Agreement on the Conservation of Albatrosses and Petrels

An Atlantic Yellow-nosed Albatross is drowned at sea while its partner incubates on Gough Island, but there is a silver lining …

E46 waiting for its partner on Gough Island. Credit Lucy Dorman and Rebekah Goodwill
Atlantic Yellow-nosed Albatross Yellow E46 incubates on Gough Island on 12 October 2022 while waiting in vain for its partner J08, drowned six days previously, to return.   By 25 Novenber it had deserted and its nest was empty, photograph by Lucy Dorman and Rebekah Goodwill

Note: ACAP Latest News is pleased to republish with her approval Andrea Angel’s article below that first appeared in BirdLife South Africa’s e-newsletter for November 2022. Some details and links have been added.

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When I got a call from Imvelo Blue, a Cape Town-based fisheries monitoring consultancy, asking me to collect a dead bird brought in by a pelagic longline vessel, I was not surprised.  We work closely with the observers and encourage them to bring back for research purposes birds that have been accidentally caught during fishing operations.  The bird had been caught on 6 October 2022 by the vessel Ubuntu near the start of its fishing trip, some 300 km off Elands Bay on the west coast of South Africa.  I asked if the observer could please meet me at the harbour so I could find out under what circumstances the bird had died.

"There was no observer on board this trip" was the reply. "The captain, Abilio, decided to bring back the bird for the Albatross Task Force to collect.’" This was unusual, as it is not often that a dead bird is brought back voluntarily by fishers.  When I collected it on 19 October I saw it was an Atlantic Yellow-nosed Albatross, with a metal band on the right leg and a bright yellow alpha-numeric band J08 on its left. This meant it was an adult breeding bird and that it could only have come from one of the islands within the Tristan da Cunha Archipelago, more than 2500 km away!

The Endangered Atlantic Yellow-nosed Albatross Thalassarche chlororhynchos is endemic to the four Tristan da Cunha islands, where an estimated 26 000 pairs remain.  In the early 1980s, the long-term monitoring of a study colony began on Gough, one of the Tristan da Cunha islands, allowing researchers to follow population trends and study the albatrosses’ behaviour.  These birds, like other similar albatrosses, form long-term pair bonds and breed annually in colonies.  Pairs will lay a single egg during the breeding season, and it takes both parents six months to raise a chick to fledging.

I had seen this during a year I spent on Gough Island, how one of the parents remains behind while the other heads out into the ocean in search of food.  It’s gone for three to four days before coming back to either relieve its partner on an egg or with food for the chick.  So, while my heart sank at the prospect of a partner waiting and the inevitable fate of the egg, the fact that Abilio had brought the bird to us was positive and we made a plan to meet up.

José Abilio de Jesus has been a fisher for most of his life and goes out fishing most months, for 10 to 12 days at a time.   Originally from the island of Madeira in Portugal, he has made Cape Town his home and lives there with his wife and three sons. At the mention of Portugal, I ask if he still speaks the language and for the next hour or so we revert to Portuguese, talking about fishing methods and tuna, but also of orcas and sharks and how seabirds are caught.  I want to know what made him return the bird to us and thank him. After all, he has nothing to gain from it, but for the Albatross Task Force working to reduce seabird deaths, it is a chance to engage, learn and together find ways to ensure fewer birds are caught, one vessel at a time.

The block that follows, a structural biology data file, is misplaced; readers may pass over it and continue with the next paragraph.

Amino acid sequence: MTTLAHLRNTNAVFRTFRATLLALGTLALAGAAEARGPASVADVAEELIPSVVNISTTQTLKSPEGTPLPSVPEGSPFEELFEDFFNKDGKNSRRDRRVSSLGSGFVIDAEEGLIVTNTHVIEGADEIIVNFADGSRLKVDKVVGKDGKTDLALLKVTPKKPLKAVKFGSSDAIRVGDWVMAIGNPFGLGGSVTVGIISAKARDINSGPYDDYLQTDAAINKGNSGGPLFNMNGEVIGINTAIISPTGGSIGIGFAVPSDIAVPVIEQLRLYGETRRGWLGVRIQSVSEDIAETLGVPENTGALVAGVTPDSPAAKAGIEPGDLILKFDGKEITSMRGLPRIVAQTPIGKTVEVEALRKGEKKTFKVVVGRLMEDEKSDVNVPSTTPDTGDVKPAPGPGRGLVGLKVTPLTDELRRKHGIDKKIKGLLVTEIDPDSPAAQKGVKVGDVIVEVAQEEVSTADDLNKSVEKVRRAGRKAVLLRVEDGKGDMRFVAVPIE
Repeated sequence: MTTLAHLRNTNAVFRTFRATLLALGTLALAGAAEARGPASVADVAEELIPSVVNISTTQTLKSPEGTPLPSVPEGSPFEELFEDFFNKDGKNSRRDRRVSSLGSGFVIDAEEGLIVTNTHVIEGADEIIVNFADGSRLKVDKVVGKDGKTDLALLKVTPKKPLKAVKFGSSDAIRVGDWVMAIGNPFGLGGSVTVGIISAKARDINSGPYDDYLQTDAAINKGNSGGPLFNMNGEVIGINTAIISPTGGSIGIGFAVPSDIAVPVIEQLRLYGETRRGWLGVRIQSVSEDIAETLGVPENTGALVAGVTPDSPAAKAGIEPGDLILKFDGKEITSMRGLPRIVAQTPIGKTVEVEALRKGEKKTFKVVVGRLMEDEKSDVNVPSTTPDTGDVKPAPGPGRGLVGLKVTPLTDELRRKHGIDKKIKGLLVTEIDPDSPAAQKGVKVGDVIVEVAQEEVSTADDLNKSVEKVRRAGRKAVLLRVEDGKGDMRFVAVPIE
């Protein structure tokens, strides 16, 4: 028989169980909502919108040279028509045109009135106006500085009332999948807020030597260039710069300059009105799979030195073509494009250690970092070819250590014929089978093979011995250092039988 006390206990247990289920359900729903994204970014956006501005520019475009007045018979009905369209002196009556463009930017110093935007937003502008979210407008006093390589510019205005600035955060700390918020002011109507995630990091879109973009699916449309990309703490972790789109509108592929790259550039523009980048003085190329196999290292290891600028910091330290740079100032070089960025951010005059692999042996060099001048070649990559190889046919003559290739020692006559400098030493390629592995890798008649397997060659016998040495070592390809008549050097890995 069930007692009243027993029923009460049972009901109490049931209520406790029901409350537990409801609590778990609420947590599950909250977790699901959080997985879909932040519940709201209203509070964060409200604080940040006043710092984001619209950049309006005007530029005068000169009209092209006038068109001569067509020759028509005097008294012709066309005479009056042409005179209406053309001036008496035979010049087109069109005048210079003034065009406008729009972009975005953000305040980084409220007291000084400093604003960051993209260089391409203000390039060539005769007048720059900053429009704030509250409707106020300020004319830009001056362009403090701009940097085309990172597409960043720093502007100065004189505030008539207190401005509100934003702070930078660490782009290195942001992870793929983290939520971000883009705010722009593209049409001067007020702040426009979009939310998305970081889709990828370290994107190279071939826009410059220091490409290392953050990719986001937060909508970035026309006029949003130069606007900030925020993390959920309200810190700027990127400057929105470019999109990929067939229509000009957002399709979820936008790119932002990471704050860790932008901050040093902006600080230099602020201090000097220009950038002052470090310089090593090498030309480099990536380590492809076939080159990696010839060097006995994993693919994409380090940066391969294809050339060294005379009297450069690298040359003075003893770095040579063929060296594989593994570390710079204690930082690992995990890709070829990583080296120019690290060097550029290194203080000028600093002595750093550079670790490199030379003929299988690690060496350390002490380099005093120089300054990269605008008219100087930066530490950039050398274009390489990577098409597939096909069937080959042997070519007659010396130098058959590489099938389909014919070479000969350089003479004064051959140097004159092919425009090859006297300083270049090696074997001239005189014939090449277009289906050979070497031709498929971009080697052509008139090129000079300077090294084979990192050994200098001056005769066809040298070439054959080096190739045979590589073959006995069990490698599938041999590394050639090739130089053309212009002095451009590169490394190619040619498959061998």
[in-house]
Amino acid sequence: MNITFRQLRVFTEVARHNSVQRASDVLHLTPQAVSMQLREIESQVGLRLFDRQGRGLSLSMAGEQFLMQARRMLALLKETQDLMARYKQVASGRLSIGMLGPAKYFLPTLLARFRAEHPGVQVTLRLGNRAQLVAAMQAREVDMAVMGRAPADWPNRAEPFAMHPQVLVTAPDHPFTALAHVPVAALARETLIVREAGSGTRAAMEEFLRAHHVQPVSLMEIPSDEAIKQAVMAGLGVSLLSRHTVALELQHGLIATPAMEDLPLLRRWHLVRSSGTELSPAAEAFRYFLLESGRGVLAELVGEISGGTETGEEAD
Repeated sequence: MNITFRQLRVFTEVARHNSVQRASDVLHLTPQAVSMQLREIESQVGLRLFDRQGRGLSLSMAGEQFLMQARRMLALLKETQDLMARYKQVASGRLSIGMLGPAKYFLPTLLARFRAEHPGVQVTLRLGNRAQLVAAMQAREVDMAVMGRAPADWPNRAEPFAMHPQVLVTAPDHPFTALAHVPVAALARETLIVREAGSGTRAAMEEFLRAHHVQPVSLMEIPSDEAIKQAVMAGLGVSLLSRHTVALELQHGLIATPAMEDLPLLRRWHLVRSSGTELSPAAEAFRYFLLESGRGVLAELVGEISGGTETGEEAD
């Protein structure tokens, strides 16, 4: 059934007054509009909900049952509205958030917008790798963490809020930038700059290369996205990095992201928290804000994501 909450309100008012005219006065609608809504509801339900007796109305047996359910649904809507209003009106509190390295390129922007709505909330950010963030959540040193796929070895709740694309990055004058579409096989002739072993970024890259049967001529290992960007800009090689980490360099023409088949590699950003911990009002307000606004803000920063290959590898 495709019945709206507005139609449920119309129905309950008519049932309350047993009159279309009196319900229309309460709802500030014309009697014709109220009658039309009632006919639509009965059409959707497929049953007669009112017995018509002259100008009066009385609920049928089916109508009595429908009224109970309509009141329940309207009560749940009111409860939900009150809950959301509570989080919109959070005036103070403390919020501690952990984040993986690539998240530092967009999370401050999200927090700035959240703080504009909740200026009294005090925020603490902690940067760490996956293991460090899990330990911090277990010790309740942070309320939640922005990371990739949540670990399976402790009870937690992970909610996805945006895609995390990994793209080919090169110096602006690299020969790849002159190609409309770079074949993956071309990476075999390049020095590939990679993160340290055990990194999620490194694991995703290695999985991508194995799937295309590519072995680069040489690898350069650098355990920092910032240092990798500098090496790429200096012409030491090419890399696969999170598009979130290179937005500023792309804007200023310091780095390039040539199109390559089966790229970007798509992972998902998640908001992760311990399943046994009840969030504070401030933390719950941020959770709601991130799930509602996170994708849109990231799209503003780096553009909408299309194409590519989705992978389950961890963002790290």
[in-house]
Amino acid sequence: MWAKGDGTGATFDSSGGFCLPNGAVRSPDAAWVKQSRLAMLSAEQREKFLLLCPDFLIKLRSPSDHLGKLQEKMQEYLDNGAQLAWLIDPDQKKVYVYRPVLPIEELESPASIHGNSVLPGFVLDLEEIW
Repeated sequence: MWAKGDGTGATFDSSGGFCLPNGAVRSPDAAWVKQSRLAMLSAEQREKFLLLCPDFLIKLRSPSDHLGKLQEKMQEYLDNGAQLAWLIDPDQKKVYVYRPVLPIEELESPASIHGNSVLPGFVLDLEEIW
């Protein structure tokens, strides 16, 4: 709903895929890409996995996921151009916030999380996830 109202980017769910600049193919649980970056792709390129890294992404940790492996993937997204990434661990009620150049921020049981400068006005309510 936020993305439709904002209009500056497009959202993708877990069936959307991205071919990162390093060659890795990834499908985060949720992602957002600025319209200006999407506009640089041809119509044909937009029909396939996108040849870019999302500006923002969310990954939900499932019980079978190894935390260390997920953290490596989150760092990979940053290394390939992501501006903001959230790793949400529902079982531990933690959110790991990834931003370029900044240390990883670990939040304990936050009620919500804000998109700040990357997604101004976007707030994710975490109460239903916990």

Andrea Angel and José Abilio de Jesus. Credit Albatross Task Force
Andrea Angel and José Abilio de Jesus, owner of the longline vessel
Ubuntu, in Cape Town harbour, photograph from the Albatross Task Force

I tell him about the albatrosses and Abilio quickly realises how the slowness of their breeding means that even if small numbers of birds are caught, it has a significant impact on total population numbers.  He tells me he has recently started using the new bird-scaring line that we developed for smaller longline vessels and is very happy with it.  The bird-scaring line acts as a scarecrow, preventing seabirds from accessing the baited hooks before they have sunk out of reach.  Another measure is adding weights directly to the baited hook lines so they can sink faster.  Abilio, however, uses weighted swivels, which can be very hazardous if the line is suddenly cut and a 60-g swivel is flung back like a bullet.  I promise to give him information about safe leads, which have been specially developed to prevent flybacks.  They are costly, but he is keen to try them and suggests he could phase them in slowly over time.  We both parted with new knowledge and mutual appreciation, agreeing to keep communicating.

With the information provided by the bands on the albatross’s legs, Steffen Oppel, Senior Conservation Scientist at the Royal Society for the Protection of Birds (the UK’s BirdLife partner) was able to tell me that the bird had been banded as an adult on Gough Island in 2016 and they also knew its long-term partner, yellow E46.  Hatched on Gough, it had been banded in 1997.  Researchers currently on the island confirmed that E46 was sitting on an egg around the time its mate had drowned at sea, but that by 25 October its nest was deserted.

Can there be a silver lining to the death of an albatross? I hope so, as only by becoming aware can we change our perceptions, develop trust and ultimately make a difference by changing the way we do things.

Andrea Angel, Albatross Task Force Manager, BirdLife South Africa, 01 December 2022